- Welcome Oblivion
- How To Destroy Angels
The moment when Trent Reznor became a rock star, and not just a future Jeopardy question ("Kvetching Keyboardists for $800, Alex"), was in 2002 when Johnny Cash covered Nine Inch Nails's 1994 single, Hurt. Not only did the Man in Black draw out the pathos in Reznor's lyric, Cash's halting, tender performance contrasted with Reznor's youthful tendency toward theatrically overblown self-pity. But the kid actually did write great songs – even if, pre-Cash, the only people who recognized it were teenage shut-ins playing first-person-shooter video games and/or shrugging on black trenchcoats.
When Reznor announced a hiatus for NIN in 2008 it was like getting an invitation for your high-school reunion – an unexpected jolt that makes painfully clear how long it's been since you were a bratty goth. Reznor evidently felt it too; The Slip, NIN's last album, was full of rage, but at his own flaws. "Once I start, I cannot stop myself," he grunted.
Now, at 47, Reznor will soon be closer to Cash's age circa Hurt than to his own when he originally wrote it, so it's not hard to imagine why Reznor may have thought his advancing middle age necessitated a new brand. He didn't go far afield, however. How To Destroy Angels consists of his wife, Mariqueen Maandig, and his long-time collaborators Atticus Ross and Rob Sheridan.
A good chunk of their full-length debut, Welcome Oblivion, sounds like the moodiest parts of The Slip, electro and acid-techno sounds with hushed vocals issuing zen koans for really bummed-out monks. If it were faster, On The Wing could have been a rave track the Brits went crazy for in the early '90s. Between that and brilliantly moody instrumentals like Recursive Self-Improvement and Hallowed Ground, you could lop off a few tracks and pass the result off as a NIN EP.
But it's Maandig's voice that gets the most exposure, and when she sings, you understand Trent's dilemma. Sonically, she casts a mildly compelling spell in the lone acoustic track, Ice Age, but otherwise, her singing is the least memorable thing on offer. How Long is the closest Welcome Oblivion comes to pop, but its empty bombast exposes Maandig's inexpressiveness – and underscore Reznor's main strength: As overwrought as his vocals can be, all that sturm und drang serves a purpose. His emoting colours in the lines, adding a touch of humanity where the music is otherwise bleak and frosty – and when his voice appears here, it still does.
The angry teens still seething quietly inside his grown-up fans will never say no to another Head Like a Hole or Survivalism, but even if he never gives us another one, we can certainly embrace a less scenery-chewing Trent Reznor. Just not an absent one.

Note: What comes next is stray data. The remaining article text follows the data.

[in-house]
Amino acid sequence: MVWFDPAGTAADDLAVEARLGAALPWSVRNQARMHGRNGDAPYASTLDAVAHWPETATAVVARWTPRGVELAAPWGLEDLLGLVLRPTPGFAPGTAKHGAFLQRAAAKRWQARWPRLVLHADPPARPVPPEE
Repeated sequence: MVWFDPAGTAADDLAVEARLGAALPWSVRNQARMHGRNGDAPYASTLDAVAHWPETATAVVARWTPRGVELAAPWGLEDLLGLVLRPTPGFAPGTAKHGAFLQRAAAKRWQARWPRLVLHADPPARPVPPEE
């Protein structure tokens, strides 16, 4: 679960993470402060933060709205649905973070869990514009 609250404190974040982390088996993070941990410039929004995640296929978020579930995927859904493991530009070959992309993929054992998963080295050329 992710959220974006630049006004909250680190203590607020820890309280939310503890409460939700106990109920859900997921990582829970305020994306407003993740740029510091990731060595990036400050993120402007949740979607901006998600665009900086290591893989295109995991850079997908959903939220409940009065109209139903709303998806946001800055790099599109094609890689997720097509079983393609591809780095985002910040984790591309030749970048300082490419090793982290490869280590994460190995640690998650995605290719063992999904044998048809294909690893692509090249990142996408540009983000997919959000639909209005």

OTHER NEW RELEASES
Johnny Marr (Warner Music)
From his days with the Smiths through stints with Electronic, Modest Mouse and the The, Johnny Marr has been the perfect post-punk guitar hero, one whose genius has less to do with flashy leads than with tuneful, supportive rhythm work. Sadly, being a guy who shines brightest by staying in the background is usually poison when it comes to solo projects. What keeps The Messenger afloat is the way it wraps Marr's plain-John vocals in layer upon layer of guitar counterpoint. Within that sea of harmony, Marr's melodies prove so buoyant that even lyrics as leaden as "Her smiles are miles of metaphor" can't sink them. J.D. Considine
Graveyard Novelas EP
Mocky (Heavy Sheet Music)
Messing with the R&B template is a right and necessary thing to do, especially with hip hop having essentially staged a hostile takeover of it in the '90s. On his fifth major release, Mocky proves his facility with the barren echo chambers and auto-tuned come-ons of recent success d'estimes such as The Weeknd. But his pop chops are the foundation. Make You Rich and All These Things For You, rise above the production on the strength of buoyant, wispy vocals from Hilary Gay, but also, and most especially, because of Mocky's melodic acuity. Imagine that – not only is the reverb knob turned up to eleven, but you can hum the tunes, too. Dave Morris
Yoko Hirota, piano (Centrediscs)
In describing the abstract art that inspired his solo piano piece, Asagao, François Morel remarks on its "lack of nostalgia for a figurative model," and the phrase suits both Morel's sonorous music and the timbral sensitivity with which pianist Yoko Hirota approaches it. Some of the works on this disc are at least obliquely representative, however, from Brian Current's virtuosic Sungods to Brian Cherney's Nachtstücke, where one suspects a subtle nostalgia for the intimate salon concert. We marvel at Hirota's dazzling precision in Sungods, but something less prismatic in Nachtstücke would not go amiss: fewer facets, more curves. Elissa Poole
Night Visions (Deluxe Edition)
Imagine Dragons (Interscope/KIDinaKORNER)
Not everything that happens in Vegas stays in Vegas. Last year, Imagine Dragons burst out of the Las Vegas club scene on the strength of the majestically infectious single It's Time, and it's hard not to take the arena-ready sound of Night Visions as a self-fulfilling prophecy. The Dragons' formula isn't especially complicated – easy rhymes, inspirational lyrics, chiming guitars, stomping rhythms and big refrains – but it's remarkably effective, lending their best tunes the emotional uplift of a good car commercial. That's particularly true of the bonus tracks that flesh out this Deluxe Edition; expect to hear America played repeatedly at election rallies. J.C.